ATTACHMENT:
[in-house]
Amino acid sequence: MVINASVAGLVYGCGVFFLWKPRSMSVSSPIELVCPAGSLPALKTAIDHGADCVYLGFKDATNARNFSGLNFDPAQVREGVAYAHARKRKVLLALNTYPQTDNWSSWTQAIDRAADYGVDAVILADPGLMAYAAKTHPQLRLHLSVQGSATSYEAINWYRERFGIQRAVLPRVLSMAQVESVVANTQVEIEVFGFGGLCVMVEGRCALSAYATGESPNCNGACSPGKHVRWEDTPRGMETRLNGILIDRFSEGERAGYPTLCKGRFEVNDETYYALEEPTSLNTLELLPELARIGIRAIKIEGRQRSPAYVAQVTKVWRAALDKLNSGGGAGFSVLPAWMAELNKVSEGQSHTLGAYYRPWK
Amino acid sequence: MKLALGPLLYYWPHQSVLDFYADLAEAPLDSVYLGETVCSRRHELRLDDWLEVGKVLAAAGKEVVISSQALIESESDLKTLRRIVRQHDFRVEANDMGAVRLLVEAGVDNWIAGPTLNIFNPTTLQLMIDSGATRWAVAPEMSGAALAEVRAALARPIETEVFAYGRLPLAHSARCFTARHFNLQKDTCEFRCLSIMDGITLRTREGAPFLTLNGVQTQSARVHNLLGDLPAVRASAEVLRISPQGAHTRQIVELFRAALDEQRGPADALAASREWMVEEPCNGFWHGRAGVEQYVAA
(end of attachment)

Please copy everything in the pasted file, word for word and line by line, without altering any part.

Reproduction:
[in-house]
Amino acid sequence: MVINASVAGLVYGCGVFFLWKPRSMSVSSPIELVCPAGSLPALKTAIDHGADCVYLGFKDATNARNFSGLNFDPAQVREGVAYAHARKRKVLLALNTYPQTDNWSSWTQAIDRAADYGVDAVILADPGLMAYAAKTHPQLRLHLSVQGSATSYEAINWYRERFGIQRAVLPRVLSMAQVESVVANTQVEIEVFGFGGLCVMVEGRCALSAYATGESPNCNGACSPGKHVRWEDTPRGMETRLNGILIDRFSEGERAGYPTLCKGRFEVNDETYYALEEPTSLNTLELLPELARIGIRAIKIEGRQRSPAYVAQVTKVWRAALDKLNSGGGAGFSVLPAWMAELNKVSEGQSHTLGAYYRPWK
Amino acid sequence: MKLALGPLLYYWPHQSVLDFYADLAEAPLDSVYLGETVCSRRHELRLDDWLEVGKVLAAAGKEVVISSQALIESESDLKTLRRIVRQHDFRVEANDMGAVRLLVEAGVDNWIAGPTLNIFNPTTLQLMIDSGATRWAVAPEMSGAALAEVRAALARPIETEVFAYGRLPLAHSARCFTARHFNLQKDTCEFRCLSIMDGITLRTREGAPFLTLNGVQTQSARVHNLLGDLPAVRASAEVLRISPQGAHTRQIVELFRAALDEQRGPADALAASREWMVEEPCNGFWHGRAGVEQYVAA